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Environmental fate & pathways

Biodegradation in water: screening tests

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Description of key information

The biodegradability of Farnesene in water has been assessed in three screening studies. All three studies were designed to comply with the standards set forth in OECD Guidelines for the testing of Chemicals, OECD Guideline 301 B (Ready Biodegradability: CO2 Evolution Test). 
In the key study (BMG 2011a), farnesene did not meet the criteria to be considered as readily biodegradable, It did however achieve 60% biodegradation within 28 days, showing a clear potential to degrade in the environment.
In two supporting OECD 301B studies, the level of biodegradability seen at 28 days was 39% and 54%, supporting the conclusion that farnesene has the potential to degrade in the environment.

Key value for chemical safety assessment

Biodegradation in water:
inherently biodegradable, not fulfilling specific criteria

Additional information

The biodegradability of farnesene in water has been investigated in three screening studies (OECD 301B). In the key study (BMG 2011a) farnesene (FnM3132) was exposed to microorganisms derived from the activated sludge of a municipal sewage treatment plant under aerobic static exposure conditions. The biodegradability - based on CO2 evolution - of FnM3132 was calculated to be 61% of the theoretical value (ThCO2) after an incubation time of 28 days, achieving 53% at the end of the 10-d window. Significant biodegradation of the test substance was observed after a lag phase of about 3 days.The positive control, sodium benzoate, reached 91% biodegradation after 14 days, thus confirming suitability of inoculum and test conditions.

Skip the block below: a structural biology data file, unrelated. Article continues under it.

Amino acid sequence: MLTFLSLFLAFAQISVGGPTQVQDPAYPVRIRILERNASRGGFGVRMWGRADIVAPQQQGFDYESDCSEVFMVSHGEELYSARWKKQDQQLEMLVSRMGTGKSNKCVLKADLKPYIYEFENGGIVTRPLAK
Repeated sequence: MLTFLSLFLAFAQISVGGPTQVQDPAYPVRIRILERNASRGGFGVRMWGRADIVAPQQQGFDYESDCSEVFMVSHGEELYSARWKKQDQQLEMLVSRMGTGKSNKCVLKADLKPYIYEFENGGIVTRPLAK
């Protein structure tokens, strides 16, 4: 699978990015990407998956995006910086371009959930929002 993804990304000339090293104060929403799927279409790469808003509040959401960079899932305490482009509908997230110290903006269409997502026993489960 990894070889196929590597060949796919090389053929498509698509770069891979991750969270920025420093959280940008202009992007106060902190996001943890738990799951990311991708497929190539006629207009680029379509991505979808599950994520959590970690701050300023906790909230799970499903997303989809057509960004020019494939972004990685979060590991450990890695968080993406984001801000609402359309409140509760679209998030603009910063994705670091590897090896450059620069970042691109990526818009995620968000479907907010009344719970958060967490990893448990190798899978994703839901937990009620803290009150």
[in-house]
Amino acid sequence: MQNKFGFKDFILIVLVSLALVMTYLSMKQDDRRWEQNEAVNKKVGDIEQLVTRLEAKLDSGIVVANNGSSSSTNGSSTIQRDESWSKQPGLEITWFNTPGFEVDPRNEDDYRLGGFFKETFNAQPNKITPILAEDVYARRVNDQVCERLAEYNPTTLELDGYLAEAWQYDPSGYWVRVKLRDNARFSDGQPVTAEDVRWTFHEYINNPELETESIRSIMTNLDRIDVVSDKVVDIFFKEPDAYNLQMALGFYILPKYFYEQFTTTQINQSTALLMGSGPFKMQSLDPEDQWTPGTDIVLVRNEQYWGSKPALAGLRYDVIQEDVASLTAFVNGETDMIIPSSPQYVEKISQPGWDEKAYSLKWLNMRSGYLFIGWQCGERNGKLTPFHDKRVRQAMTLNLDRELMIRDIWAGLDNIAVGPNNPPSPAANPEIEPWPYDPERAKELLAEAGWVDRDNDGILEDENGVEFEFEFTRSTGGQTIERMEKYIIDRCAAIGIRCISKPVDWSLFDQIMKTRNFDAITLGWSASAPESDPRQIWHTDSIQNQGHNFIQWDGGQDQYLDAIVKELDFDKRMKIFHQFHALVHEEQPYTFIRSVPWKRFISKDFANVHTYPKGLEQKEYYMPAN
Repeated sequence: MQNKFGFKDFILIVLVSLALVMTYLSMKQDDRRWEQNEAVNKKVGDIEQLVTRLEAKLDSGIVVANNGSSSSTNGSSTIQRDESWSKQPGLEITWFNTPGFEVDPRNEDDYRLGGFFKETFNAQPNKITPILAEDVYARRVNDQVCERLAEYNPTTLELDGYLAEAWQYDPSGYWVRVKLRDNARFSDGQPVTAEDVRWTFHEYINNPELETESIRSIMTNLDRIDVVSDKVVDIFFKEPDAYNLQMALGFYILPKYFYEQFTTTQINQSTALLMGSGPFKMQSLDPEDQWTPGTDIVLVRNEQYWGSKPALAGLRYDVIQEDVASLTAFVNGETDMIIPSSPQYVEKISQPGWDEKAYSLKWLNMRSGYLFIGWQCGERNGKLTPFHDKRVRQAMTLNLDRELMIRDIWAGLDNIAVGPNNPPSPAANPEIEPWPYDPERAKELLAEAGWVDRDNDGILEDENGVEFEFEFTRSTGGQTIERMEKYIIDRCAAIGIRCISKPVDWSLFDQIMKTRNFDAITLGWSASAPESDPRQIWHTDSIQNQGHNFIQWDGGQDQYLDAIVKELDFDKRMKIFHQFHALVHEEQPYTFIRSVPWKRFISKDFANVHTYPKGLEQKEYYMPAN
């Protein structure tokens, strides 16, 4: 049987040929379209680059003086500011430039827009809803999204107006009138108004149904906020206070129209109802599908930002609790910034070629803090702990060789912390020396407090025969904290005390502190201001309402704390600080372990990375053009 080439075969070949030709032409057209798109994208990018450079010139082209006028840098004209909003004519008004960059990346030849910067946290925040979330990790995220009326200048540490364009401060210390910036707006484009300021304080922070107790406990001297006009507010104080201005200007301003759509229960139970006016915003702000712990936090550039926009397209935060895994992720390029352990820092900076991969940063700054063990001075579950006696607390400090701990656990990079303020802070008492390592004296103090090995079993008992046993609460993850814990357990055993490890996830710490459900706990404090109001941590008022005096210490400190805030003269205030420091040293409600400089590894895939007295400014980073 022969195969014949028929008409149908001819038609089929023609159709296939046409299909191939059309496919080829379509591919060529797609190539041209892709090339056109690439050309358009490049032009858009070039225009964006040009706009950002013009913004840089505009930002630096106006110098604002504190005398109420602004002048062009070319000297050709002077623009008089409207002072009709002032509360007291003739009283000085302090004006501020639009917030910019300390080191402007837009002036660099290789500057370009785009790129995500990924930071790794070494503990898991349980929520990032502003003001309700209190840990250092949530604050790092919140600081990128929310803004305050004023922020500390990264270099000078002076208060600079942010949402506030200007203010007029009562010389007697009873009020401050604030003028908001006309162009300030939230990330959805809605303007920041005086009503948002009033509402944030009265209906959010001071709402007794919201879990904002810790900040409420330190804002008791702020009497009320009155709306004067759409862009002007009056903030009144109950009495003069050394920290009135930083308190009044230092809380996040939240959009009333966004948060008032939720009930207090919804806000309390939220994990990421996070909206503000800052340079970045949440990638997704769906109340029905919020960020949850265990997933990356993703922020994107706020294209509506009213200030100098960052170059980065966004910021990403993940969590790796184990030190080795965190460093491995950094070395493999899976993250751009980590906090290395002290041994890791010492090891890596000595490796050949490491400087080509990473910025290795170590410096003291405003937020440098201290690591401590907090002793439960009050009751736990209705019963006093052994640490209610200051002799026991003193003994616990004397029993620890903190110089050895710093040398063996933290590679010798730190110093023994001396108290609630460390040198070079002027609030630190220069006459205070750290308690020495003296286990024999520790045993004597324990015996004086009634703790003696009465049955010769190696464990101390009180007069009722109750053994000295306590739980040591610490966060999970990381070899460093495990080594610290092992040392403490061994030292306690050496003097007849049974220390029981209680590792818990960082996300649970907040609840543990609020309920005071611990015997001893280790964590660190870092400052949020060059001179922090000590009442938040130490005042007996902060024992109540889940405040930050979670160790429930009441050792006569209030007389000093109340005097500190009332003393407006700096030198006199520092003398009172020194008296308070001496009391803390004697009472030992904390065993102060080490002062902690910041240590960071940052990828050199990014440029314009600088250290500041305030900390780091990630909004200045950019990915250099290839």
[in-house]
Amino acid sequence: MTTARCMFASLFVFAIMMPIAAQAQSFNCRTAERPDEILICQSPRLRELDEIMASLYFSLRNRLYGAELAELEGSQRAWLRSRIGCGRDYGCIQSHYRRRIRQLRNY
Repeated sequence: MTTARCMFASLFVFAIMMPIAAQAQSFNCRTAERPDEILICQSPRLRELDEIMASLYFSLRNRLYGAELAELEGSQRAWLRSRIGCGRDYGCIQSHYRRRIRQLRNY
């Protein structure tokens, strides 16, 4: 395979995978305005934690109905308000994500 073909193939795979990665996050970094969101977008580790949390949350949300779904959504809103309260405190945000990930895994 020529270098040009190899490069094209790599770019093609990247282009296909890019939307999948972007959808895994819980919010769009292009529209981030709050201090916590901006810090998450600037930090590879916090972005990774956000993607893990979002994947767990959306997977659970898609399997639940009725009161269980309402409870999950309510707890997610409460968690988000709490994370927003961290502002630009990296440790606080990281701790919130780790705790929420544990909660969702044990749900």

Farnesene did not reach the pass level of 60% for ready biodegradability in the CO2 Evolution Test within the 10-d window and, therefore, cannot be termed as readily biodegradable. However, the test substance achieved more than 60% degradation after 28 days, showing a clear potential for degradation in the environment.

Farnesene also showed clear potential for degradation in the environment in two supporting studies (Edward 2001, BMG 2011b). In these two studies, farnesene did not meet the criteria (60% biodegradation) to be described as readily biodegradable, achieving 39 and 54% respectively by 28 days. Nevertheless the level of degradation was sufficient to show potential for degradation in an aqueous environment.